Photography by Gary W. Green / Akron Beacon Journal
Prior to the Major League Baseball season, ESPN.com writer Jim Caple wrote a column in which he ranked the league’s 30 team logos. I was eager to read it and thought that my favorite team, the Cleveland Indians, would finish high on the list because of its logo’s creativity.
Instead, Chief Wahoo finished dead last, not because, in Caple’s opinion, it lacked creativity or was poorly drawn, but because it was “wildly inappropriate.” In other words, he believes the logo of a smiling Indian face wearing a single feather is racist, offensive and insensitive.
He is not alone. Other columns and articles have been written saying much the same thing. Some have called for the logo to be removed, and others have even argued the name “Indians” should be replaced with something more politically correct.
It is no surprise that in today’s ultra-sensitive culture people would take offense to a Native American logo, because frankly, some individuals take offense to everything.
However, many of the people who argue this point, while doing a great job of calling Chief Wahoo offensive, fail miserably at explaining why.
Bob DiBiasio, vice president of media relations for the Cleveland Indians, knows that these feelings are out there, but said there is no intention to demean.
“We think it is strictly a caricature, strictly a logo that when people look at it, they think baseball,” he said.
This is the reason, he said, the logo is never animated or humanized, so as to not offend anyone. He also added that before anyone decides whether they like the logo or team name, they should understand the origin and history of how it came to be.
From 1903 to 1914, the team was called the “Cleveland Naps,” named after the legendary second baseman Napolean Lajoie. But upon Lajoie leaving after the 1914 season, it was apparent that finding a new team name was in order.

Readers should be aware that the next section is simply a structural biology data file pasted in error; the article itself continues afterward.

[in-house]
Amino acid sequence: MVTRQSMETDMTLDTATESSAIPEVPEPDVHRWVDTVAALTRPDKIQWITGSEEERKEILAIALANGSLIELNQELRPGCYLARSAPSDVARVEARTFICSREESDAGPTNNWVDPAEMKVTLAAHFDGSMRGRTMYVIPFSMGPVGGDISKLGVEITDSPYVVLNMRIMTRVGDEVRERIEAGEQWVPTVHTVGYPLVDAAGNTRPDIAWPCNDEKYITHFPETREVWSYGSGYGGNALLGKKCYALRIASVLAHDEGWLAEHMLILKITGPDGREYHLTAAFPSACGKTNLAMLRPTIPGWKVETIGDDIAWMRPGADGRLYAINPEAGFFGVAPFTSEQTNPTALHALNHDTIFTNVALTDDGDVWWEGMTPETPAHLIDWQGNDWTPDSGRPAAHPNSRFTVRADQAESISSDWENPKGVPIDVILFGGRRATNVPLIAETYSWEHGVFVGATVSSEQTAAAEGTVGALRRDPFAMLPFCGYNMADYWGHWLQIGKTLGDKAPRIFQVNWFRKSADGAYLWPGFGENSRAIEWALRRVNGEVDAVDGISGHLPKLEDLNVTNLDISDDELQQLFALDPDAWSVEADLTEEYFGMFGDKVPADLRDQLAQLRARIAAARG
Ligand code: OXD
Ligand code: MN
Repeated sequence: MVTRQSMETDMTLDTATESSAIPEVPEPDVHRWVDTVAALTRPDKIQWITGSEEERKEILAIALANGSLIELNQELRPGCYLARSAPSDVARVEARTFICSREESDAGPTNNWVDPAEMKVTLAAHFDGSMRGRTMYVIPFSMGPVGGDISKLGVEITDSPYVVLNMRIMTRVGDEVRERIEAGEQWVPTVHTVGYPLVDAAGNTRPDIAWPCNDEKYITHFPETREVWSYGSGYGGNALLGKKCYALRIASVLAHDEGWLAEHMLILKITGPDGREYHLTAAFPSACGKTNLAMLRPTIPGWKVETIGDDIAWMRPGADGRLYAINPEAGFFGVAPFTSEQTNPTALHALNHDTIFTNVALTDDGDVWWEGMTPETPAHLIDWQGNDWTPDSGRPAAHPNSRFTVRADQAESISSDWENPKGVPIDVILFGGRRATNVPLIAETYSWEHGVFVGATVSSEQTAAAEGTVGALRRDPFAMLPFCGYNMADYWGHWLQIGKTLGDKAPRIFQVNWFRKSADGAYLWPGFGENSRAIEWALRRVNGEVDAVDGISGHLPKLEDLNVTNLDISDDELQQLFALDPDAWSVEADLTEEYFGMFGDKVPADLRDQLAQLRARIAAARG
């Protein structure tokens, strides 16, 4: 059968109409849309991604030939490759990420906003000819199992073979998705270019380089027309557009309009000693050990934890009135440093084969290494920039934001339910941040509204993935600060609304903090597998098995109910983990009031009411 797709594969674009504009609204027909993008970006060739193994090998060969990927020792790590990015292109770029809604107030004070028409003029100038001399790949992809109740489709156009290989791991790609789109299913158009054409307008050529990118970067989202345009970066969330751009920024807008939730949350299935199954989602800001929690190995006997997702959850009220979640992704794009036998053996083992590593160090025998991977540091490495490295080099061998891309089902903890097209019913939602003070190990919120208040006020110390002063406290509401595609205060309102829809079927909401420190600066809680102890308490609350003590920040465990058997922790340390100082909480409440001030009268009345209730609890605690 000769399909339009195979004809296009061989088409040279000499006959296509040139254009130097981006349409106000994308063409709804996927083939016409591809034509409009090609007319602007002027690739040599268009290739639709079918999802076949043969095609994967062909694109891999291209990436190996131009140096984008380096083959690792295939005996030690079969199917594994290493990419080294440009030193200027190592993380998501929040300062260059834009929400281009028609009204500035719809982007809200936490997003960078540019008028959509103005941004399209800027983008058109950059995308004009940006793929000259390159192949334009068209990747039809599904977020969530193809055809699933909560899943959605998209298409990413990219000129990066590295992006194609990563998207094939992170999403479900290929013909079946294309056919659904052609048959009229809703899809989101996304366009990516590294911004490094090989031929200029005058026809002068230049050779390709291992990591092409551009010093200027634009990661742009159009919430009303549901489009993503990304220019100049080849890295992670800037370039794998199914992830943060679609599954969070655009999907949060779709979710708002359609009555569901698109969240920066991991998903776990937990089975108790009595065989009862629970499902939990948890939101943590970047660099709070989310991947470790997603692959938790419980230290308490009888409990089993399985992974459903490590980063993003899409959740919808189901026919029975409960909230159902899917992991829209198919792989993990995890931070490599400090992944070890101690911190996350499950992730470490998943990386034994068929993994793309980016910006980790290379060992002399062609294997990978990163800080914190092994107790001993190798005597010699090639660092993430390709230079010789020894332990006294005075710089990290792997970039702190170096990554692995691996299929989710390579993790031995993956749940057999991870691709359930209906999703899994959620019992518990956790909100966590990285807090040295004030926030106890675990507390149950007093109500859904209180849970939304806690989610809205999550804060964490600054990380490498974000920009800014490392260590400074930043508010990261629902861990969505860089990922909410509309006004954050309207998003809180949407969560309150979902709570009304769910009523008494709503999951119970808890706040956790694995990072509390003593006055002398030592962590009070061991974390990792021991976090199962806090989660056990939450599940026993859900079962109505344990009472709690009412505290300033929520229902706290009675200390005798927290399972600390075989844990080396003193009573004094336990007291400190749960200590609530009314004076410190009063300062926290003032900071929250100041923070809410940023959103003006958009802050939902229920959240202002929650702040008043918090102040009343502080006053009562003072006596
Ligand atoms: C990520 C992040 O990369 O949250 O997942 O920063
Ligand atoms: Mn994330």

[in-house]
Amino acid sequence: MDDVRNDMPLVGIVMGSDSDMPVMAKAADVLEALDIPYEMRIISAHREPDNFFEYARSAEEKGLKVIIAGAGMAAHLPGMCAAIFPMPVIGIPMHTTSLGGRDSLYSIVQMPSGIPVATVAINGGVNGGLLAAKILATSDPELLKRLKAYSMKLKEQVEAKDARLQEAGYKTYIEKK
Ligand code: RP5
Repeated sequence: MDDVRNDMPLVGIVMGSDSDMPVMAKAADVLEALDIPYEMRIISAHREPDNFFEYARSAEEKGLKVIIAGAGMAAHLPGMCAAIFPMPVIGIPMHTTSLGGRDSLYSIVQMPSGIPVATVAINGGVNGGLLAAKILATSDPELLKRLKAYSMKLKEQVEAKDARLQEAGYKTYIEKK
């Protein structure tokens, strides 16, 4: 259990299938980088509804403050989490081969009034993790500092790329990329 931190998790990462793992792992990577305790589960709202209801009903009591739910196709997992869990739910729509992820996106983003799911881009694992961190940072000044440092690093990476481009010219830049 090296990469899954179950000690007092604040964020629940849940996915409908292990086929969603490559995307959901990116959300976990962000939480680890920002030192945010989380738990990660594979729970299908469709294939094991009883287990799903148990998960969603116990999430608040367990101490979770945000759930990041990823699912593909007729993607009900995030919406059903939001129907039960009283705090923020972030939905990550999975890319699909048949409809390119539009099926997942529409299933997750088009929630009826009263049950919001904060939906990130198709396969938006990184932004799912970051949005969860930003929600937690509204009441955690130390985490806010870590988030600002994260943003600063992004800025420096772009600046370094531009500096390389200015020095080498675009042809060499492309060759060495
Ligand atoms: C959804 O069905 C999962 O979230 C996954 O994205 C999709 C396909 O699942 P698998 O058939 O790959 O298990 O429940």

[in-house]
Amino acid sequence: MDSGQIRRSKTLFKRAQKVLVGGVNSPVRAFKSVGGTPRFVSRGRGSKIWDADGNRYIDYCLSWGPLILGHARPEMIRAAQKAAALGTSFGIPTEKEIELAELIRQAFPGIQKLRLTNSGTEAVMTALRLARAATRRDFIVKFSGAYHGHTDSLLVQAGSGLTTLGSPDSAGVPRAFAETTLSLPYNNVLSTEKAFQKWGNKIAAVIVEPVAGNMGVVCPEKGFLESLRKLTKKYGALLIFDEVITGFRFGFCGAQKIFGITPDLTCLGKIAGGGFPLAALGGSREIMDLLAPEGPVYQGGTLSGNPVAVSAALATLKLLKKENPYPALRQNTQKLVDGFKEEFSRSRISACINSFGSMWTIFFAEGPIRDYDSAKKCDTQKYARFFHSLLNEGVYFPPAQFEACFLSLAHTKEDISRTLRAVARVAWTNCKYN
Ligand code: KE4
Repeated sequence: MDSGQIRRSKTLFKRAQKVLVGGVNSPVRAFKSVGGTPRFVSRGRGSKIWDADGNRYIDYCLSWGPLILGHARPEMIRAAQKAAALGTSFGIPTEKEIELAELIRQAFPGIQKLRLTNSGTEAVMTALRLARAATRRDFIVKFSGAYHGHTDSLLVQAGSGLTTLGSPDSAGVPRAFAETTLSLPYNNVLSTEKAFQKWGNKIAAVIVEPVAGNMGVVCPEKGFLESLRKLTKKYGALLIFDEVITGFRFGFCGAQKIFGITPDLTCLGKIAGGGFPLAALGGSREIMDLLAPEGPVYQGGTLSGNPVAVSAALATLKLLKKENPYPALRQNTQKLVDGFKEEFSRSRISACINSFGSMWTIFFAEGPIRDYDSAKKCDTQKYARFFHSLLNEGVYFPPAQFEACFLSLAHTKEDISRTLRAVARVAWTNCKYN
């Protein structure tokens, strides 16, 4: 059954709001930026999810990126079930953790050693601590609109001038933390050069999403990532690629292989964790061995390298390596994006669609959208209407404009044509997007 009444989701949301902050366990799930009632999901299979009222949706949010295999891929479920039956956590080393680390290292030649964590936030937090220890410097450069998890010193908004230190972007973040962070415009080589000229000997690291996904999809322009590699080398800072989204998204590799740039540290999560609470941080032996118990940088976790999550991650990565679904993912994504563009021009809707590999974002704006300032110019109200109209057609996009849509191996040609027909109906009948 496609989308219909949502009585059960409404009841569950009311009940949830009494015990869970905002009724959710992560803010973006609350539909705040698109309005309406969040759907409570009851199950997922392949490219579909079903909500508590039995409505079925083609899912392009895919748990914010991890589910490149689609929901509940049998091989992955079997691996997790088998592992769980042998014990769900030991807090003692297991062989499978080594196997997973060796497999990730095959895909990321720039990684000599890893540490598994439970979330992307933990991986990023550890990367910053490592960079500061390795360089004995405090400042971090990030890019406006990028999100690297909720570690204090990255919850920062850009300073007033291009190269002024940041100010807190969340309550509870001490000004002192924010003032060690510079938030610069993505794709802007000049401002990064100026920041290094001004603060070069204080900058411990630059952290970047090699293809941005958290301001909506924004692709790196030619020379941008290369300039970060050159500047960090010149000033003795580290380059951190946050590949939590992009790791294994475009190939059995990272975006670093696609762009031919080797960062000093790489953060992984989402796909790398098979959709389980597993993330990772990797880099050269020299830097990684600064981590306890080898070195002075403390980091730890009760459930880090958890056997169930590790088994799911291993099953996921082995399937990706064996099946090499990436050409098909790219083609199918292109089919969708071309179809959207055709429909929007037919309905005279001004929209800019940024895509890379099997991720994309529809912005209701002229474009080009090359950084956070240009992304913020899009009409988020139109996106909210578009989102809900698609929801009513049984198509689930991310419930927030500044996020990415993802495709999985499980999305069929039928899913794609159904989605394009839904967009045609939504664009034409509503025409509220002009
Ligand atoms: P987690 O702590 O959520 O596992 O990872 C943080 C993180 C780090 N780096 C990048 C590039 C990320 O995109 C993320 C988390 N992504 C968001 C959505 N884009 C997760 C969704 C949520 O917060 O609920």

Baseball writers in Cleveland were called upon to select a new name, a request that eventually found its way to the fans. Through this process, the name “Indians” was agreed upon, in honor of Louis Francis Sockalexis, who played for the team in the late 1890s. Sockalexis was the first Native American to play professional baseball, and he did so in Cleveland.
“There is a history lesson to be learned here, first and foremost,” DiBiasio said. “Before you determine whether you like it or not, please understand why we do it.”
Organizations do not choose their teams’ names to express racist emotions toward a certain group of people. They choose their names to express strength, pride and, in the case of the Indians, respect.
I am afraid that we are slowly becoming a society that bends after every word of complaint. There are serious efforts in place to sterilize our culture, even in sports. But before anyone finds fault with the Indians’ name or logo, they should first learn the story behind it.
“We understand that social mores change,” DiBiasio said, “but we believe the historical significance of this is so deeply rooted in the fabric of our region that people know there is no intent to demean, and it is there to foster the legacy of Louis Sockalexis.”